But it was ruined by a woman. A stranger. A nameless woman. That one afternoon, when I still walked with my hands moving freely, I cheerfully crossed the street with my mother I lifted my head, without realizing that a woman was coming towards us from the other side. My hand coincidentally collided with her private part. Of course, it was through the cover of fabrics. Honestly, I had yet to realize the significance of sex. I was going to simply apologize. However, I was treated as someone blinded by sexual desire. The woman stared at me with resentment. Full of moral judgment and anger, her lips were pressed so tightly as if she is grinding her teeth behind them. As if I had been slapped mercilessly, my ears rung with endless chatter, and my head filled with cold murmurs, as if the world had frozen over to look at me and my embarrassment, pointing at me with accusation, buzzing over my behavior. And my mother’s figure trembled far ahead. I ran over to hold her hand. Her hand was warm, yet cold at the same time. I didn’t know what to feel. My mother was a woman, too.

I did not know what the stranger was thinking, nor did I know what burden she had placed upon me. At that moment, I felt only the gliding air between my fingers, and not the part of her body that she was taught to believe to be a controversy. I remembered the air becoming suffocating, and those eyes that pierced the stifling space. The zipper on those jeans feels cold, and warm, at the same time. It takes a variety of manners to remind you, that your body had once remained in the naiveté.

It might be that Yu-Chin and Jock Sturges have very similar motives. But context matters. Documenta isn’t the same as Barnes and Noble. Or is it?

    • Watch a clip of Who is Listening 1 here
    • Watch other clips by Yu-Chin here and here
    • Read articles on Tseng Yu-Chin here and here

September 11, 2007

Richard Barnes

Filed under: artists,exhibitions (not mine),the sentence — alecsothblog @ 7:54 am

One of the best parts of my teaching gig at SFAI was bringing in visiting artists. Along with valuing what they could add to the class, this provided me with an excuse to hang out with some cool Bay Area artists.

The first person I invited, Richard Barnes, recently left San Francisco for the East Coast but was in town for a group exhibition at the Yurba Buena Center for the Arts. The show, Dark Matters, has a lot of fantastic work. But for me the highlight was seeing Barnes’ pictures in person. These sumptuous images of starling migrations in Rome made a deep impression when I first saw them in the New York Times Magazine (pdf).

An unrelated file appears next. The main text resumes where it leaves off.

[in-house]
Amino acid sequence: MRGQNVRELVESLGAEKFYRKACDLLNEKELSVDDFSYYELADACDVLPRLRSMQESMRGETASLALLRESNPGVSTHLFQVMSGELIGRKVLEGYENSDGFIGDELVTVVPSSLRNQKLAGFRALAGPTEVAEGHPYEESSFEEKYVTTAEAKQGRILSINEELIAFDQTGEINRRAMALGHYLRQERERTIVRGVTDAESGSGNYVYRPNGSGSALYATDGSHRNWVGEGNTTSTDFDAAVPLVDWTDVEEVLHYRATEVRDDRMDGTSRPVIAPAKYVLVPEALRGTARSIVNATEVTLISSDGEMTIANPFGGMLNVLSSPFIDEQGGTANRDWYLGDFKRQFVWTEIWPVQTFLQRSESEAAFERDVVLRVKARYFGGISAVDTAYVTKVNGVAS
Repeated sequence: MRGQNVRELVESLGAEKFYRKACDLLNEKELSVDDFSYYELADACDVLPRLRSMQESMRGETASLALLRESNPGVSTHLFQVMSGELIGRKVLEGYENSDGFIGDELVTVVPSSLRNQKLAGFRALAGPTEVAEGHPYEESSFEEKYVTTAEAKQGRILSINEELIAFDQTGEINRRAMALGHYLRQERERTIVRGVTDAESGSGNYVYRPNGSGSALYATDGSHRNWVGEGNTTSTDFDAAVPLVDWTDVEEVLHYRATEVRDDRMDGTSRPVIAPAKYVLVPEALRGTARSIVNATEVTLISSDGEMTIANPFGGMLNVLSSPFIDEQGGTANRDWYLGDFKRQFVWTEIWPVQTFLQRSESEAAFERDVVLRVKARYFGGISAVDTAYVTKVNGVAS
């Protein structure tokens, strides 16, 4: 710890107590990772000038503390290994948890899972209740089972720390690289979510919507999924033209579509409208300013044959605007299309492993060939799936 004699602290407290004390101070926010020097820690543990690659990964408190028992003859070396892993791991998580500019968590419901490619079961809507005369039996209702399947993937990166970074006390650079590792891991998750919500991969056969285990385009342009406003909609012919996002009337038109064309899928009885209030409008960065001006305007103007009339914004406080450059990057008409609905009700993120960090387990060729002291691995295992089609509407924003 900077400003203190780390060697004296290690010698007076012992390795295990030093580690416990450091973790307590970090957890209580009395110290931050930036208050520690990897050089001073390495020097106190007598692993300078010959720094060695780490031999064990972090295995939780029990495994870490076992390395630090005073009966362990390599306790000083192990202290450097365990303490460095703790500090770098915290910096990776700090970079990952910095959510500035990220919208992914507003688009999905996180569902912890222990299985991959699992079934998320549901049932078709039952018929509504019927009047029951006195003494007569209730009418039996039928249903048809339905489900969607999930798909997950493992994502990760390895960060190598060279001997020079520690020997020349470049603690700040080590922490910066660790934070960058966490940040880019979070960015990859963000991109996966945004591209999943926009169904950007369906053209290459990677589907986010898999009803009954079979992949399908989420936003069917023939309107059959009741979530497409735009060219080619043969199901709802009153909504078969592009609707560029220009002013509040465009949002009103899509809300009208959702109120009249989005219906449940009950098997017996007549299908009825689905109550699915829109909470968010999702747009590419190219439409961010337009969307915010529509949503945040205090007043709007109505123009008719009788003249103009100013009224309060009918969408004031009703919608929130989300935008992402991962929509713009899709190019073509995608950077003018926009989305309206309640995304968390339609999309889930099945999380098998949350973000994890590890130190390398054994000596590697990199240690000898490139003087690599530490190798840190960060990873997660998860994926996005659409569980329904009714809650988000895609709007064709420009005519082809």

Mumur 1, Nov. 15, 2005 by Richard Barnes

The Times has a nice interactive presentation of these pictures here.

Not long ago Richard Barnes also did a series on bird nests:


from Grid of Nests, 2000, by Richard Barnes

But these bird photos are just the tip of Barnes’ rich and eclectic career. One of the reasons I invited Richard to the class was because of his untraditional career path. After receiving a B.A from Berkeley, he has supported himself as a working photographer. This has principally been in the field of architectural photography, but along the way he has received numerous commissions. Much of this commissioned work deals with the architecture of preservation:


from Animal Logic by Richard Barnes


from Animal Logic by Richard Barnes

For all his great work with birds and museums, Barnes is best known for his pictures of a small house. Nearly ten years ago, the New York Times commissioned Barnes to photograph the cabin of Ted Kaczynski, aka the Unabomber. By mixing clinical minimalism with such loaded subject matter, Barnes created a frightening and iconic image that only gets more meaningful with time:


Unabomber Cabin (Sacramento), 1998, by Richard Barnes

As regular readers know, I have a fascination with ‘the sentence’ – the shorthand summation everyone uses to describe a particular person. Some are easy (“He’s the guy that photographs Weimaraners). But Barnes is a tricky case. I doubt people would remember ‘He’s an architectural photographer who’s done fine art projects on birds, museums and the Unabomber.’ Whatever the phrase is, Barnes was able to sum up his achievements with a remarkably elegant sentence: “My work is all about containment.” He went on to say that he’d only made this connection in the last few years.

For me this was the ultimate lesson that Barnes brought to the class. While it may not always be great marketing, artists should be free to explore whatever quickens their pulse. Over the long haul they will inevitable find a thread that unifies their vision. Finding this revelatory thread (and not the stupid ‘sentence’) seems to be one of the most meaningful experiences to come from a life making art.